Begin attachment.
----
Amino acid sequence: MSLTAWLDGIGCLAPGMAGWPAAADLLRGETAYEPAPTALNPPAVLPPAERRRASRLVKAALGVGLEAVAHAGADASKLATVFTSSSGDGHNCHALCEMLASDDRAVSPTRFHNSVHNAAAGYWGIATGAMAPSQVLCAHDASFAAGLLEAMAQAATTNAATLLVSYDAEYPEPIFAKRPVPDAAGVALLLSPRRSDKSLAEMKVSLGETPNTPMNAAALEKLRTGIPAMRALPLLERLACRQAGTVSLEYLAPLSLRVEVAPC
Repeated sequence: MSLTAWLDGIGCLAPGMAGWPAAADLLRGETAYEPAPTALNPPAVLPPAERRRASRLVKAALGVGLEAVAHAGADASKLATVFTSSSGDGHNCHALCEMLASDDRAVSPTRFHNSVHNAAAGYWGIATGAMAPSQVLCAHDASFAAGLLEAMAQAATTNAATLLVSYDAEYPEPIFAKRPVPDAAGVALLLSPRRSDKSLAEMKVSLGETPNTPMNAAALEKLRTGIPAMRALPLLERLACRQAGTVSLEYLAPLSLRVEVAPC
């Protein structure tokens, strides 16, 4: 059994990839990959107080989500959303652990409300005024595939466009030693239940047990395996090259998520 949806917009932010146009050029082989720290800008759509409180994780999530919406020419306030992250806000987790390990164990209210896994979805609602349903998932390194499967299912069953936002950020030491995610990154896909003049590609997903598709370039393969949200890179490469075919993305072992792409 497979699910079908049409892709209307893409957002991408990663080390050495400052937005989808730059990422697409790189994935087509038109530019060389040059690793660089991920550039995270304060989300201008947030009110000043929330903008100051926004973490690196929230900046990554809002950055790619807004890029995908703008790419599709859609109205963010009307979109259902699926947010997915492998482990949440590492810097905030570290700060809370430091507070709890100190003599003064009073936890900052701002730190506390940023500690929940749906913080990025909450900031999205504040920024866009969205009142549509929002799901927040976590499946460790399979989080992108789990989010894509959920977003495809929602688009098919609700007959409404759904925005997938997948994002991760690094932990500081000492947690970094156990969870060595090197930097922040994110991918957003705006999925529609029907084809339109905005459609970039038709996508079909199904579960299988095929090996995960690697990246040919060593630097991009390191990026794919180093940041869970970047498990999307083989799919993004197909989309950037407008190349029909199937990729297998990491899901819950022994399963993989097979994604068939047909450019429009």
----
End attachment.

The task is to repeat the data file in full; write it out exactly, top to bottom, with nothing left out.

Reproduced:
Amino acid sequence: MSLTAWLDGIGCLAPGMAGWPAAADLLRGETAYEPAPTALNPPAVLPPAERRRASRLVKAALGVGLEAVAHAGADASKLATVFTSSSGDGHNCHALCEMLASDDRAVSPTRFHNSVHNAAAGYWGIATGAMAPSQVLCAHDASFAAGLLEAMAQAATTNAATLLVSYDAEYPEPIFAKRPVPDAAGVALLLSPRRSDKSLAEMKVSLGETPNTPMNAAALEKLRTGIPAMRALPLLERLACRQAGTVSLEYLAPLSLRVEVAPC
Repeated sequence: MSLTAWLDGIGCLAPGMAGWPAAADLLRGETAYEPAPTALNPPAVLPPAERRRASRLVKAALGVGLEAVAHAGADASKLATVFTSSSGDGHNCHALCEMLASDDRAVSPTRFHNSVHNAAAGYWGIATGAMAPSQVLCAHDASFAAGLLEAMAQAATTNAATLLVSYDAEYPEPIFAKRPVPDAAGVALLLSPRRSDKSLAEMKVSLGETPNTPMNAAALEKLRTGIPAMRALPLLERLACRQAGTVSLEYLAPLSLRVEVAPC
């Protein structure tokens, strides 16, 4: 059994990839990959107080989500959303652990409300005024595939466009030693239940047990395996090259998520 949806917009932010146009050029082989720290800008759509409180994780999530919406020419306030992250806000987790390990164990209210896994979805609602349903998932390194499967299912069953936002950020030491995610990154896909003049590609997903598709370039393969949200890179490469075919993305072992792409 497979699910079908049409892709209307893409957002991408990663080390050495400052937005989808730059990422697409790189994935087509038109530019060389040059690793660089991920550039995270304060989300201008947030009110000043929330903008100051926004973490690196929230900046990554809002950055790619807004890029995908703008790419599709859609109205963010009307979109259902699926947010997915492998482990949440590492810097905030570290700060809370430091507070709890100190003599003064009073936890900052701002730190506390940023500690929940749906913080990025909450900031999205504040920024866009969205009142549509929002799901927040976590499946460790399979989080992108789990989010894509959920977003495809929602688009098919609700007959409404759904925005997938997948994002991760690094932990500081000492947690970094156990969870060595090197930097922040994110991918957003705006999925529609029907084809339109905005459609970039038709996508079909199904579960299988095929090996995960690697990246040919060593630097991009390191990026794919180093940041869970970047498990999307083989799919993004197909989309950037407008190349029909199937990729297998990491899901819950022994399963993989097979994604068939047909450019429009």